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Calls for Calvo to better use limited resources

By Laura Matthews HAGATNA, Guam (Pacific Daily News, Jan. 3, 2011) – In Guam, the incoming governor and his lieutenant must exercise better money management and maximize Guam's little available resources, some residents say.

A recent status report from the Calvo-Tenorio transition team's finance subcommittee stated there are "dire financial situations" within the government of Guam, as approximately US$96.5 million has been identified as unbudgeted and unfunded obligations.

Now, some residents say this needs to change.

They want to know more about how carefully taxpayers' dollars are being spent. They also want the government to resolve several issues now affecting the island, all while aggressively seeking out more federal dollars.

Agana Heights resident Peter Luzano on Friday said issues needing resolution are health care and education.

The Guam Memorial Hospital is having financial difficulties that are causing some of its vendors to withhold services such as trash, dietetics and pharmaceuticals.

The Guam Department of Education has had its share of funding issues this year, and some of its schools have recently been vandalized and need repair. Some schools still are overcrowded.

"I expect transparency and accountability. They have to be honest and truthful, Luzano said of the government's handling of these issues. The leaders today should give the people what they want. (They) must work together. As each election comes up there are issues, but each day everybody struggles financially. It's a rat race out there, so more jobs and more security for the unemployed. People are having a hard time looking for jobs, so more on-the-job training."

Luzano also said he'd like to see the island's homelessness alleviated, as homelessness on island has increased.

In August, the Guam Homeless Coalition's Point in Time Survey showed 1,600 individuals and families were experiencing homelessness or living in inadequate housing on Guam. Last year's survey reported 1,088 homeless people, with 182 people living in emergency or transition shelters and 906 people unsheltered, according to Pacific Daily News files.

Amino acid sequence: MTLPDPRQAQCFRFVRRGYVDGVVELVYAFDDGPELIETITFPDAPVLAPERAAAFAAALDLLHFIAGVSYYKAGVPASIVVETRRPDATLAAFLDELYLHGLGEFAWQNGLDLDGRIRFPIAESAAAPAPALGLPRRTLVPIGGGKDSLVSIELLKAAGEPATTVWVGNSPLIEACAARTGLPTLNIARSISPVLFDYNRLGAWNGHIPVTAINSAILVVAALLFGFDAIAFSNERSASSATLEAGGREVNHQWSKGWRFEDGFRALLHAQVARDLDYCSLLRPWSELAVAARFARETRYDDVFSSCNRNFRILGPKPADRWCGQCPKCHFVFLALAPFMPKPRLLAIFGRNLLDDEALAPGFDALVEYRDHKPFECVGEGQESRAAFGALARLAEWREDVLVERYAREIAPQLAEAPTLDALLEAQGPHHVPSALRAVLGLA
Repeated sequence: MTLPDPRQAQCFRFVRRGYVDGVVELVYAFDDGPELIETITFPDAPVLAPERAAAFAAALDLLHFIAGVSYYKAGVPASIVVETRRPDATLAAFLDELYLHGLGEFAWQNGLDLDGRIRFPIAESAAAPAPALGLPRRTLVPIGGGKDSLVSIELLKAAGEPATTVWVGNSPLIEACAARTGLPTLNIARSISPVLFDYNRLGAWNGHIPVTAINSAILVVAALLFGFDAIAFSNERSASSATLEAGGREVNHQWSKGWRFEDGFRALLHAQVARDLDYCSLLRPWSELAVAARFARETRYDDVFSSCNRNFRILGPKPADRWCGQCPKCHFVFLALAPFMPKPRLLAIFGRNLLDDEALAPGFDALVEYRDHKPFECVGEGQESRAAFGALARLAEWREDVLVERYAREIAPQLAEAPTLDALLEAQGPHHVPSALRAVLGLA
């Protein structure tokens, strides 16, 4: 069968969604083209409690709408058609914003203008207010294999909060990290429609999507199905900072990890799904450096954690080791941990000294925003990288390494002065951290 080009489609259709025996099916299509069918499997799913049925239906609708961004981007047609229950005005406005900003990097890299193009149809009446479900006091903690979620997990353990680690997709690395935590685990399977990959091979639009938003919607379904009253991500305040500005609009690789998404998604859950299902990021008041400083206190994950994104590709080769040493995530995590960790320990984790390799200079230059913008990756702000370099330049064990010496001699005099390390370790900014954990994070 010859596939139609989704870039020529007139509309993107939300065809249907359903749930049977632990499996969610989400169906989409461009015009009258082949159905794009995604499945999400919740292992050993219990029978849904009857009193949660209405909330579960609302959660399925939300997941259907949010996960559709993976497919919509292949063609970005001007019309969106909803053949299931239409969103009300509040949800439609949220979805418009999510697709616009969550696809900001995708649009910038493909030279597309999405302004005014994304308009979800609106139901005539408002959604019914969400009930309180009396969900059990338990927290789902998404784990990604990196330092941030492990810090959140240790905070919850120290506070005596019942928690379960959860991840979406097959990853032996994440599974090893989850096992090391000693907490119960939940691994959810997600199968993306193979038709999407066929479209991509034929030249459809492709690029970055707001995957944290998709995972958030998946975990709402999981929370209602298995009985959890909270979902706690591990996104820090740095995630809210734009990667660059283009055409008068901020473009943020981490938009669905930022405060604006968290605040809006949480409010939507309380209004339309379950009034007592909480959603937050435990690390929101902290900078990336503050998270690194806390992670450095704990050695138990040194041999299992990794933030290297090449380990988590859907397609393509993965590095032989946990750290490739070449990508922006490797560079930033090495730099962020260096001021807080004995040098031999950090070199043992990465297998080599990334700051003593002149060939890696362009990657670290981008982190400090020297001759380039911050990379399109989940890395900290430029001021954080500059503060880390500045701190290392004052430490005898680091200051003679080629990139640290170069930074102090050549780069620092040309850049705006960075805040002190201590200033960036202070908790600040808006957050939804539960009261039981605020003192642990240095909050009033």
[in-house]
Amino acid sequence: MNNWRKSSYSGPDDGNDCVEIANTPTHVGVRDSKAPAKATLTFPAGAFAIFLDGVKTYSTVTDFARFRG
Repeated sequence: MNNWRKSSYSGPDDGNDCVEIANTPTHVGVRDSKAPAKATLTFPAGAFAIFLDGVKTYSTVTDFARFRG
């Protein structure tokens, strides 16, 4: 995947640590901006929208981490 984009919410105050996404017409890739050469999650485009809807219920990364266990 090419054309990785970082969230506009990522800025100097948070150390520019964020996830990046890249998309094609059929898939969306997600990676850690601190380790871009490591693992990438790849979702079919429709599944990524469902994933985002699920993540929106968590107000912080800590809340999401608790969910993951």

Mark Paulino, from Inarajan, said education and health care also are issues he wants to see improvements in from the government as well.

"We expect change. We need to solve issues in education, hospital and infrastructure, Paulino said. Health care is a top priority more services and lower the cost of insurance."

He, too, said the government will need to work together to ensure there are some tangible results.

"We want them to be working together, Paulino said. They should go after more federal funding. I always have confidence in them. They need to look at our finances and get the best resources."

As Guam prepares for a military buildup that will bring about 8,600 Marines and tens of thousands of off-island workers, Lucy Tainatongo from Inarajan, said locals will need to enhance their skills.

Tainatongo said the government should look into providing more scholarships that will help students who cannot afford higher education.

"It will give opportunities for kids who want better education and can't go to college because it's too costly," Tainatongo said.

Though Gov.-elect Eddie Calvo, Lt.-elect Ray Tenorio, and the 31st Guam Legislature will be inheriting a lot of deficits, residents believe the new administration can get the job done.

"They are young and energetic, Tainatongo said of the Calvo and Tenorio team. They have strong minds. Eddie can do it I know his backbone is his dad. I am confident they will do the job."

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